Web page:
Dec 262012
 

Often times people ask about a favorite climb or place you love to go.  The Incredible Hulk is that special, favorite place for me. When I moved to the Bay Area I was stoked that the Hulk would be a couple hours closer. The Hulk granite has a special character and I’ve been learning how to climb best on the white alpine rock.  The cracks have rounded edges and the angle requires balance and precision. After a multitude of trips, sends, and attempts, I wanted to become part of the history of the Hulk. I had been told the Hulk was tapped out, but I had already seen evidence of unclimbed cracks, variations and pitches. Sure the “King Lines” were climbed, but there was still fun new climbing to be had.

I have written the tale of Lost in the Sun before. The first ascent was done, many of the pitches lead clean but there was still an asterisk on my ascent. I needed to put in the time before the summer came to a close. With running adventures of July and August complete, Labor Day presented a final chance to climb the route in one go, finally leading the crux third pitch. Luckily my climbing fitness seemed solid and I had a partner who was as psyched on the route as I was. In fact, Jonathan Guy was my secret weapon.  I had a lot of confidence in his try-hard ability and knew that he would either push me to send the crux or lead it himself. If everything went right, the route would not stand a chance.

Photo topo of Lost in the Sun

I had an extra day off before Labor Day and so I hiked into the Hulk alone. The familiar sights of the five mile hike were both refreshing and relaxing. The solitude brought me back to the days spent solo brushing, bolting, and climbing in 2011. This time I was ready for the final act in my own personal drama. I spent the day of re-scrubbing and sequencing the route so we could free the third pitch. It seemed that my fitness was up to the task and I was psyched for the gang to arrive the next day.

I was still solo until mid afternoon so I took another lap up the first three pitches of Lost in the Sun.  By fixing a single 80m rope to the top anchor you can mini-traxion these pitches. With a solid warmup and another confidence building lap on the crux pitch I returned to basecamp and napped until my compatriots arrived. It was a beautiful weekend and the sunny California weather didn’t seem to fit with the idea that the alpine season was ending.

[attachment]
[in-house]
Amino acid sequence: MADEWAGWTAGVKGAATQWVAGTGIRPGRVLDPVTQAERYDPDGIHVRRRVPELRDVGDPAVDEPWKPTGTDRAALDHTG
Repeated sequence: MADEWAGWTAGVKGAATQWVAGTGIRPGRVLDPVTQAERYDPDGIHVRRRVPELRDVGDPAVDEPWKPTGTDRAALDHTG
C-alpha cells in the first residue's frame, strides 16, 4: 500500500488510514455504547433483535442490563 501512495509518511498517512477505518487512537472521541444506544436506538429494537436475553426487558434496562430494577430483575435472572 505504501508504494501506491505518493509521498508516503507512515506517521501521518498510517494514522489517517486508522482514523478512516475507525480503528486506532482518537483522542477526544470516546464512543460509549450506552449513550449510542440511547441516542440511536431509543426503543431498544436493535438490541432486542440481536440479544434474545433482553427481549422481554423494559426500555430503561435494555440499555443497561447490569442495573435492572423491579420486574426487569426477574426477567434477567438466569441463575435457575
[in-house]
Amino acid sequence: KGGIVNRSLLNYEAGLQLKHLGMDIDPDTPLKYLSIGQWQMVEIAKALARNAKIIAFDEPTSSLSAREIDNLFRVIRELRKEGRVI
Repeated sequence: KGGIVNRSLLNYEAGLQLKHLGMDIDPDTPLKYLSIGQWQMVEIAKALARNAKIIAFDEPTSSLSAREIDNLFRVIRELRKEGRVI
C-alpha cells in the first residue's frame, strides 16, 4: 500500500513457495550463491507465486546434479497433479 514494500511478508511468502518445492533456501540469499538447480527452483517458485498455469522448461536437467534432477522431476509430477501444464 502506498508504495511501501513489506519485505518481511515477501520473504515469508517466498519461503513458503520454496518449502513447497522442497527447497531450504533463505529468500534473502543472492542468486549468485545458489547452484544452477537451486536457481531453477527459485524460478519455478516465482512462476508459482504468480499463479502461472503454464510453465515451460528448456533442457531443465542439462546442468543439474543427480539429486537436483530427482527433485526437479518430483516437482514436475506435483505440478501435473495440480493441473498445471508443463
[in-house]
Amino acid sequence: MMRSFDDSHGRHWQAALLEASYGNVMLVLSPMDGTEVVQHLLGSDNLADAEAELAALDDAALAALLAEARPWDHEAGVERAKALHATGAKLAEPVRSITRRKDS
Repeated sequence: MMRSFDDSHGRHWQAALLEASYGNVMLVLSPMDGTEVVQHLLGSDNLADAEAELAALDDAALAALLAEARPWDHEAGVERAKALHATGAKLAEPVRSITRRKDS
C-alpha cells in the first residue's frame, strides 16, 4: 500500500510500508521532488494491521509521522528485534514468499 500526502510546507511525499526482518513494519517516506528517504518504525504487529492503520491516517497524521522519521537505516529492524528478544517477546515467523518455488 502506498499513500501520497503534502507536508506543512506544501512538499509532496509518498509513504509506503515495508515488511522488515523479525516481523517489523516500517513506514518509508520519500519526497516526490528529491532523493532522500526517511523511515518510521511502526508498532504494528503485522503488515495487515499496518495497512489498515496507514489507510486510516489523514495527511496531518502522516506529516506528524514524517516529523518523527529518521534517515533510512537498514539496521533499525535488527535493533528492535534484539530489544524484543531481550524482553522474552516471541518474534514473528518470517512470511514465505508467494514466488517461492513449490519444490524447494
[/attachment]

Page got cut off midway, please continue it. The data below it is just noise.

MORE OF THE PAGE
Casey, Alaina, and Jonathan rolled in, psyched to the max and ready to hit the Sierra granite. The teams broke apart with Casey and Alaina heading off for Sunspot while Jonathan and I went up on Lost in the Sun. The first two pitches are a good warm up and I waited at the base of the crux pitch for Jonathan to mini-trax up. With sequences exploding from my brain, I sprayed beta at Jonathan as he climbed past onto the crux pitch. Giving a solid effort, he managed the TR flash and came back down and declared his intent to lead it.

Jonathan putting in a burn on the crux corner.

This was the type of enthusiasm I was looking for! The plan had been to climb the route the following day so I could lead the first ascent of the crux pitch and do the first continuous ascent of the route. With both of us wanting a lead burn Jonathan put me on the spot and said the pitch should be lead, NOW! With all the ground work in place I knew I had to go for it.

My fingers curled around the crisp edge of the crack and my feet sent small chips of granite swirling to the ground. Rubber dug into the wall and I hoped the foothold would stay attached. My tips felt slippery against the granite as I crimped on the arete.  Gravity stopped for a second as my body tensed and I moved my hand up the crack and stabbed it into a small slot. Quickly I was past the hardest move, but everything stayed tense since the pitch was not even halfway over. I sucked in the thin alpine air as fast as I could. Pumpy slaps lead up the corner until I could take a moment to rest. I was drawing closer to success, and the remaining sequence was mapped in my mind.  My body performed in sequential elegance, all motions rehearsed and choreographed.  I executed the last pull and the final jug greeted me with gritty congratulations. I mantled out of the corner and tip toed across to the belay. The dream was complete, the final piece of the puzzle was solved. Lost in the Sun goes free!

Jonathan followed the pitch, figuring out the gear beta and we rapped off for the full ascent the following day. Evening light shone across the Hulk and we got to enjoy some rest before we had to put it all together.

Jonathan leads the first pitch on Lost in the Sun (climber on left is at the base of the Red Dihedral)